Since the inception of the internet, domain name system (DNS) remains the bane of cyber safety experts everywhere. Its utilitarian design, though guarantying high functionality, comprises harshly on defenses. DNS security is thus an area of networking that users should pay more attention to. Incidentally, or rather ironically, it remains the area where the least amount of interaction. Taking advantage of this, hackers frequently target the DNS in order to harm devices or steal data.

What is Switcher Trojan?
Android Trojan, or more popularly, Switcher Trojan is a malware designed to hack into users’ WiFi and take control of their network via the DNS. Detected by Researchers at Kaspersky Lab, the malware has two versions – a copy of Chinese search engine Baidu’s mobile version and another, a fraudulent version of an app that is used for locating and sharing WiFi information among users. Together, these two have attacked over 1,280 wireless networks, most of which were based in China.

How does it work?
Once a victim has downloaded either of the two malicious apps, the trojan sends a report to a command-and-control (C&C) server along with a network ID. Unlike most malwares, Android Switcher doesn’t steal data from the user it has infiltrated, instead it works on corrupting the entire network, thereby making the user an unwitting accomplice to the hack.

The trojan relies on brute force method to try and guess the password, and thus, login to the web UI of the router. It tries various credentials till a match is found. For now, this method works only on TP-Link routers. If the attack is successful, the malware then swaps the router’s ISP provided DNS with its own rogue version. This means that the router no longer knows how to redirect the domain name provided by the user. As a precautionary measure, it also configures a legitimate Google DNS (8.8.8.8) as a secondary DNS in case the malicious server crashes. Thus, the user doesn’t detect anything suspicious.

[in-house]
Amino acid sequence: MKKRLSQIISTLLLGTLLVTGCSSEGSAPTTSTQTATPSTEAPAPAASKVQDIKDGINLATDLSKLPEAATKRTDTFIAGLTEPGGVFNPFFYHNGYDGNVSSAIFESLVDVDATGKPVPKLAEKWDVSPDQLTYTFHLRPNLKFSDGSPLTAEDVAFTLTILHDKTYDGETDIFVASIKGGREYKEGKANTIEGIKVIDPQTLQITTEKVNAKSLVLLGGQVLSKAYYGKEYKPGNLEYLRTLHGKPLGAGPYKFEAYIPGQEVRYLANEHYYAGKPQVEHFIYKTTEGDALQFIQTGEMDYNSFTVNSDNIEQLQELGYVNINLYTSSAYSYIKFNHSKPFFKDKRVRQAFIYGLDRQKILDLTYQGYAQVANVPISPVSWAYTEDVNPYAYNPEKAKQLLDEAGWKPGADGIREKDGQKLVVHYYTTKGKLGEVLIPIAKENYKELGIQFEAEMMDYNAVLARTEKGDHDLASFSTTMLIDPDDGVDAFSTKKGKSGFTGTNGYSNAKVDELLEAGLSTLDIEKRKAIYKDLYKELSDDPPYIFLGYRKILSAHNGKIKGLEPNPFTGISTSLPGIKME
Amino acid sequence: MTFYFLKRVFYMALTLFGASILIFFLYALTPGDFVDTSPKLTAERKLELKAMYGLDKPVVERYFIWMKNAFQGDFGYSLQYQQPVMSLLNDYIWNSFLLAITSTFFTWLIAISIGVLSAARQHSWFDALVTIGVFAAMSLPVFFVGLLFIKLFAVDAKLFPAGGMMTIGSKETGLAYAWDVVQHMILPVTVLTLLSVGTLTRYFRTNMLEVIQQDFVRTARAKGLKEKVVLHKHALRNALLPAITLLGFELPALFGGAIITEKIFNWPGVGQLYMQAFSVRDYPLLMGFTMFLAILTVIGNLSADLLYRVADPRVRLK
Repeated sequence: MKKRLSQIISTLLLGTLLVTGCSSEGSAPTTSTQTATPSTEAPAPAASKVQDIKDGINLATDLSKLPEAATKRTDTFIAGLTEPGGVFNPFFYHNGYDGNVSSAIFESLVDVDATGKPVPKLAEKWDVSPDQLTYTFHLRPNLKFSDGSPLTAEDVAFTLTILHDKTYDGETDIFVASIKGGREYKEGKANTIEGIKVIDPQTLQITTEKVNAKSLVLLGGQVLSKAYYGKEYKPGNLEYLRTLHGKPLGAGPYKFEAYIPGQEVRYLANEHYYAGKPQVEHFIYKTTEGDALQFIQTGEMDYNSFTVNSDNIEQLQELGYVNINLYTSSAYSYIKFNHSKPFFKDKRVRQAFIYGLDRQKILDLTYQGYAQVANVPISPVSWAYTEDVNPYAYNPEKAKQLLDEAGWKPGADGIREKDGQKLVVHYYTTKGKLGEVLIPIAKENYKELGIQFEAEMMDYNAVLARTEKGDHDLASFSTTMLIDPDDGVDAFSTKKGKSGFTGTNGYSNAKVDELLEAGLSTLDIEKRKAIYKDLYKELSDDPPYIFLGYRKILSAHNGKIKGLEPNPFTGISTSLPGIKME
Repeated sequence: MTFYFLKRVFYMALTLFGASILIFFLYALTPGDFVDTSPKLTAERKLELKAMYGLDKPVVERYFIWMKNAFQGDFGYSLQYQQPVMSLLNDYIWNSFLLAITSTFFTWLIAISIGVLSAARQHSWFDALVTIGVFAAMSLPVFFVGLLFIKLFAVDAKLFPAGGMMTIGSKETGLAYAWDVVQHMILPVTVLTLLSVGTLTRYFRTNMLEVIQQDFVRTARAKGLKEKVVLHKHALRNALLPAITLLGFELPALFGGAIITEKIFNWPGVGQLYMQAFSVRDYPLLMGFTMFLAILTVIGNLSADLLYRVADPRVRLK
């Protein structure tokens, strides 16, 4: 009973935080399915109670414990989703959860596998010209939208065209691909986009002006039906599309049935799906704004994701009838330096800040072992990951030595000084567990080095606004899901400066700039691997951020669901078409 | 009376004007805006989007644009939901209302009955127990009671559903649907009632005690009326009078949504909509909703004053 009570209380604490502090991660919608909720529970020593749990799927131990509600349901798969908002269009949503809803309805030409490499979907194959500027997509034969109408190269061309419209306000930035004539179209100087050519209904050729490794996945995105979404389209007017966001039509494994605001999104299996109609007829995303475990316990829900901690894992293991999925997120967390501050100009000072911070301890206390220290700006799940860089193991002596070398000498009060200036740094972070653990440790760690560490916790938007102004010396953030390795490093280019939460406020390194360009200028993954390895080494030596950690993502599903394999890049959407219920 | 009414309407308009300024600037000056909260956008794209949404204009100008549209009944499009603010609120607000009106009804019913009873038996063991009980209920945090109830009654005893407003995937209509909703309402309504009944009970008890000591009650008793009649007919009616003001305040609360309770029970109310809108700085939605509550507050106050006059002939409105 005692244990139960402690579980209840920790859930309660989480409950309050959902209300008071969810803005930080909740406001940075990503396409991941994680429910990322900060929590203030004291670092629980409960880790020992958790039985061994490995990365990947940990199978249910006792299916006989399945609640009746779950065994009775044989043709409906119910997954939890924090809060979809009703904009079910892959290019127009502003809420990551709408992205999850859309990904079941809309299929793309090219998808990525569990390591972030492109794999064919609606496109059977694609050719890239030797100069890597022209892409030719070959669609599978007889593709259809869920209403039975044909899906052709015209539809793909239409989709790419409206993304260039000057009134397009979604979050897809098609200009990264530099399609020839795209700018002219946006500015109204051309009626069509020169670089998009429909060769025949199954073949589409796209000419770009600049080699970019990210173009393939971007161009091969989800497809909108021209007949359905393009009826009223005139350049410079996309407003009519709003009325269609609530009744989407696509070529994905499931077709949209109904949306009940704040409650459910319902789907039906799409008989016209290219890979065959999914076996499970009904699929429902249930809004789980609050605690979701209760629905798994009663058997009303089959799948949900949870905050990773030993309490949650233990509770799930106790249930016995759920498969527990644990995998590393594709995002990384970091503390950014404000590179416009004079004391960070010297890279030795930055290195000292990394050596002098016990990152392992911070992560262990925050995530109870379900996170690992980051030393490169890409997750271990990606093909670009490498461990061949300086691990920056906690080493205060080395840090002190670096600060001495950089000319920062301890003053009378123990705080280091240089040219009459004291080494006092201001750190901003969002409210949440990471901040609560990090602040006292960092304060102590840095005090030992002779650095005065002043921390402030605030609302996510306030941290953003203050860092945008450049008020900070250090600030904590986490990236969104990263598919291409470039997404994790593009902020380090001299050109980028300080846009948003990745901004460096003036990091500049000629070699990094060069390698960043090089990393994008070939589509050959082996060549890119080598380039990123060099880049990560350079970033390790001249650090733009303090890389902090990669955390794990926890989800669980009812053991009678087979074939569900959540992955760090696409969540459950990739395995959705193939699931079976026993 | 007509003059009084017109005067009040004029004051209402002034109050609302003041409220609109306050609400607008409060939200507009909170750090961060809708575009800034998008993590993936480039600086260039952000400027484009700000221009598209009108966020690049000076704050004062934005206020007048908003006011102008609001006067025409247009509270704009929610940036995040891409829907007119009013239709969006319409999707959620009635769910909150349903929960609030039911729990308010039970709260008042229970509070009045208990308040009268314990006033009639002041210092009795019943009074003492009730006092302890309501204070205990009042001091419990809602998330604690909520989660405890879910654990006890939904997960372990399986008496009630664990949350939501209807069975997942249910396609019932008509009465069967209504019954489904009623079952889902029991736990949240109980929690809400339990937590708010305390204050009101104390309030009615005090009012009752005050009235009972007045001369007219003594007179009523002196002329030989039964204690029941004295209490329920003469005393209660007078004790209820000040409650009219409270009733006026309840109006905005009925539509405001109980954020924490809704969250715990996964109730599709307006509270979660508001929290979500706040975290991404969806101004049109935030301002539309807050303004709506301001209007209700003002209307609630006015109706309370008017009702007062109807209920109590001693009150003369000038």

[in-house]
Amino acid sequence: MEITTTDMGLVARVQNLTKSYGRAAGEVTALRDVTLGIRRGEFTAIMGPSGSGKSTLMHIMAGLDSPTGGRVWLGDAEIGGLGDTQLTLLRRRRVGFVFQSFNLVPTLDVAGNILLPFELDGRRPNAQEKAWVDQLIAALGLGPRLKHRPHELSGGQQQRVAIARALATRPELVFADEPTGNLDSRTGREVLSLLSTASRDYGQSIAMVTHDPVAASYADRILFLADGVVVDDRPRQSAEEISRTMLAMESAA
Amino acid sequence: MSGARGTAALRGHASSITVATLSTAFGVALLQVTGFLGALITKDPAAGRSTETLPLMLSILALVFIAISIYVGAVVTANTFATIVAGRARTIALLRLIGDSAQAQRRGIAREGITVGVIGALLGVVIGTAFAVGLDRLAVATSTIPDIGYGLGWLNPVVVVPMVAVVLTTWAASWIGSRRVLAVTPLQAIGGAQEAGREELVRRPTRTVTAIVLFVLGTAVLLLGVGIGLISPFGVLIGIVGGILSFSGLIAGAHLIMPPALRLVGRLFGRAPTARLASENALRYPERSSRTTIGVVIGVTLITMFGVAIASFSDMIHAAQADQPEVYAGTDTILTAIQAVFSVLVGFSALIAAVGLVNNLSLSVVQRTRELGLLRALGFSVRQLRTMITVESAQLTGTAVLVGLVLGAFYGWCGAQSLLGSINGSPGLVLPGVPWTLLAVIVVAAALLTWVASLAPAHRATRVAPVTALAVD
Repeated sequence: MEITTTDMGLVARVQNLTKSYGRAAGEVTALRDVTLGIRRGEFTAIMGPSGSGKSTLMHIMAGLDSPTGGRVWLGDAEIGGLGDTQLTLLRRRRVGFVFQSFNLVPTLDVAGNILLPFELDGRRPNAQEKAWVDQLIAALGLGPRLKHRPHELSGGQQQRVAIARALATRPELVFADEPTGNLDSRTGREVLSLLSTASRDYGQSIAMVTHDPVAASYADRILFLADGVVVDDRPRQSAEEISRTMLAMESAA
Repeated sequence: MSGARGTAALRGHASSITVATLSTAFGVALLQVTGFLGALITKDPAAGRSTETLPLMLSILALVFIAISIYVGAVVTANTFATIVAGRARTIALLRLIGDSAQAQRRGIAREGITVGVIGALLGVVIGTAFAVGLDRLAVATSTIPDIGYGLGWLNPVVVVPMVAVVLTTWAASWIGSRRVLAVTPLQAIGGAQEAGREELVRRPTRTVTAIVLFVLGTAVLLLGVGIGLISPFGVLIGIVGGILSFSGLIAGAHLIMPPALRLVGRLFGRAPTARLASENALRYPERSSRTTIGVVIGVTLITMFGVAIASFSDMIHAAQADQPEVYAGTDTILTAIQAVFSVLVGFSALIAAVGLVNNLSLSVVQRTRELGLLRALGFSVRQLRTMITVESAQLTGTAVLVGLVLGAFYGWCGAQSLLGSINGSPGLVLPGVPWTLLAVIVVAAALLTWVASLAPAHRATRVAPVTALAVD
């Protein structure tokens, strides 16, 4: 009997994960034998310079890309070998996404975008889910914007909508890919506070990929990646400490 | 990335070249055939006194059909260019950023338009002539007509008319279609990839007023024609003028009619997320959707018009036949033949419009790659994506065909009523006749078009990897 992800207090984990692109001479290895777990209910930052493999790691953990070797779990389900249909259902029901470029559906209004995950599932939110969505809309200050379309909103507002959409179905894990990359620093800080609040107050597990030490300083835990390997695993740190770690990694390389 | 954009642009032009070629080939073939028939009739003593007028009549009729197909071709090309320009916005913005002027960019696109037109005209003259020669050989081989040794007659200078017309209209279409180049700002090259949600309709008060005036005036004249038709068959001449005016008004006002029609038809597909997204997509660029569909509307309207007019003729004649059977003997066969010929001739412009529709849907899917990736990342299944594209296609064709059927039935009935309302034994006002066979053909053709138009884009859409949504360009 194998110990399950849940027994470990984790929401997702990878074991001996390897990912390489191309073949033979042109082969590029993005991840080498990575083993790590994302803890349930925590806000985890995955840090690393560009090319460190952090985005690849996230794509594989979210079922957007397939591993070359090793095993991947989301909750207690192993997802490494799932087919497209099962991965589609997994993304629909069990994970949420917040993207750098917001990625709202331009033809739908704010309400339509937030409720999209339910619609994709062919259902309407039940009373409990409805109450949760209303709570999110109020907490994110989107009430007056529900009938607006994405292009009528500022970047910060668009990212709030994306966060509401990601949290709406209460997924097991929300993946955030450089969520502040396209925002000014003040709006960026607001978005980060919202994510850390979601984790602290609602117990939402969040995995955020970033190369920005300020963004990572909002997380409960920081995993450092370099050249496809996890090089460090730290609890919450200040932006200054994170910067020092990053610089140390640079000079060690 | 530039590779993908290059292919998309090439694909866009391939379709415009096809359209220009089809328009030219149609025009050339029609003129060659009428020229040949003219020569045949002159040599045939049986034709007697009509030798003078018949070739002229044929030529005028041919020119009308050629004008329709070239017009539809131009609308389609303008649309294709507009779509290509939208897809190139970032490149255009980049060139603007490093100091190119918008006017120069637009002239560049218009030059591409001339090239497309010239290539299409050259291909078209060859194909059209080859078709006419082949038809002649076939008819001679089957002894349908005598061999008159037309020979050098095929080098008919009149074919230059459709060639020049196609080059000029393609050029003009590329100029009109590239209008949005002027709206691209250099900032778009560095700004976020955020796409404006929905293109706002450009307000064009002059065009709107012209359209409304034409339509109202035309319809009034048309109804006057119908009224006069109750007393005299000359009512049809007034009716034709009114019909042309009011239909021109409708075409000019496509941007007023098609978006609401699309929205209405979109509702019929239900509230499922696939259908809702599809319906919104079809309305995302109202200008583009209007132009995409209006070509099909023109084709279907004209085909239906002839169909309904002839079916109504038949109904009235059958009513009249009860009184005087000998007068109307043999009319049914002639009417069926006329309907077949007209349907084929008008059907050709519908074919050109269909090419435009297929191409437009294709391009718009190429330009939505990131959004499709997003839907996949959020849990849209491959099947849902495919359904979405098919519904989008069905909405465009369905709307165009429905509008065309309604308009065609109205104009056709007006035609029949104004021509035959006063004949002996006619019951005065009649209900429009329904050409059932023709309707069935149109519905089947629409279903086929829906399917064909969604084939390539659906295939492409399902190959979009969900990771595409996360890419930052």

What does this mean for you?
To access any website, we usually enter its URL into the search bar. A website, however, is not actually linked to this name. It is linked to an IP address provided by the IANA upon request. DNS or Domain Naming Service links the entered website name (or domain name) with its logical address and retrieves the information to make the webpage available to us.

Once the domain is compromised, however, attackers can use rogue domains to lure unsuspecting users into any webpage of their choice. You may enter google.com, and you may see a page that looks exactly like google.com, but the data you enter will not go to google, but to a separate database maintained by the creators of the malware. They can now retrieve analyze and use any information you enter. This is DNS Hijacking.

How to protect yourself
Brute force method of hacking is not a sophisticated one. It relies primarily on the user’s lack of knowledge and the resulting vulnerability of a router. Most users never change their default passwords and hence it becomes very easy to crack them. A strong password consisting of alphabets, digits, and special characters, may take years to guess and thus will never be hacked.

Another good rule of thumb is to never download unsafe apps. APKs available from third party sites are often malicious. When in doubt, stick to the official play store.

And, finally, always invest in a good antivirus software. Malwares like this one can easily be detected by robust antivirus systems. Update your virus definitions periodically and you should be safe from most softwares trying to harm your device and resources.

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